State Department officials released roughly 2,900 pages of Hillary Clinton's private emails early Friday morning, several hours past their target of late Thursday evening.

State first set a broad target of somewhere between 6 p.m. and 10 p.m. Thursday. But as the night wore on, that shifted to a 2 a.m. estimate. They were finally released right around 1 a.m.

The late release was on top of State's failure to release all the emails by New Year's Eve. Instead of releasing everything on Dec. 31, State said it needed another few days to finish the group of Clinton messages.

The new batch of records contains 45 classified messages, including one that was upgraded to "secret," a higher level of classification. Last week, the agency published a batch of emails that contained 275 classified records, raising further questions about Clinton's prior remarks that none of her emails included classified information — she has said none were classified at the time the emails were sent.

Agency officials pointed to the holiday schedule for their failure to reach a court-ordered benchmark for the publication of Clinton's emails at the end of December. The early morning release by State was an attempt to make up for that shortfall.

Citing the heavy burden of screening so many emails in a short period of time, the agency also announced on Thursday it would not include subject lines or information about senders and recipients with the records. The omissions made the emails more difficult to search.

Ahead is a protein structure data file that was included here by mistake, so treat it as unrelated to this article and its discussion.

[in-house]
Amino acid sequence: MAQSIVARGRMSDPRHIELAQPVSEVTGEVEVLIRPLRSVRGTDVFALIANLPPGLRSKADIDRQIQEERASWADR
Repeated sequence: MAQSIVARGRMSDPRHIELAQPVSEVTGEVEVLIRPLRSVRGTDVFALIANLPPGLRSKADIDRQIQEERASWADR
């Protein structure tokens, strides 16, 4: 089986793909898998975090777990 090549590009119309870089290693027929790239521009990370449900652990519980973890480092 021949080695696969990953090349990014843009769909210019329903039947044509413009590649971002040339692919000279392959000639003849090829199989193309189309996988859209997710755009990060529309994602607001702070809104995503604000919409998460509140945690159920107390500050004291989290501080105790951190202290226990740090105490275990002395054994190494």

The email release came the same day as the publication of a scathing report by the State Department's own inspector general, which found Clinton's aides had deliberately and improperly ignored at least one Freedom of Information Act for her email records while she was still serving as secretary of State.

The release of emails at the end of every month since May was forced by a FOIA lawsuit filed by Jason Leopold, a reporter at Vice News.

Thursday marked the ninth time the State Department has published a significant number of emails online, and one more major release is slated for Jan. 29. At that point, all 55,000 pages of Clinton's emails that State has in its possession will be available online.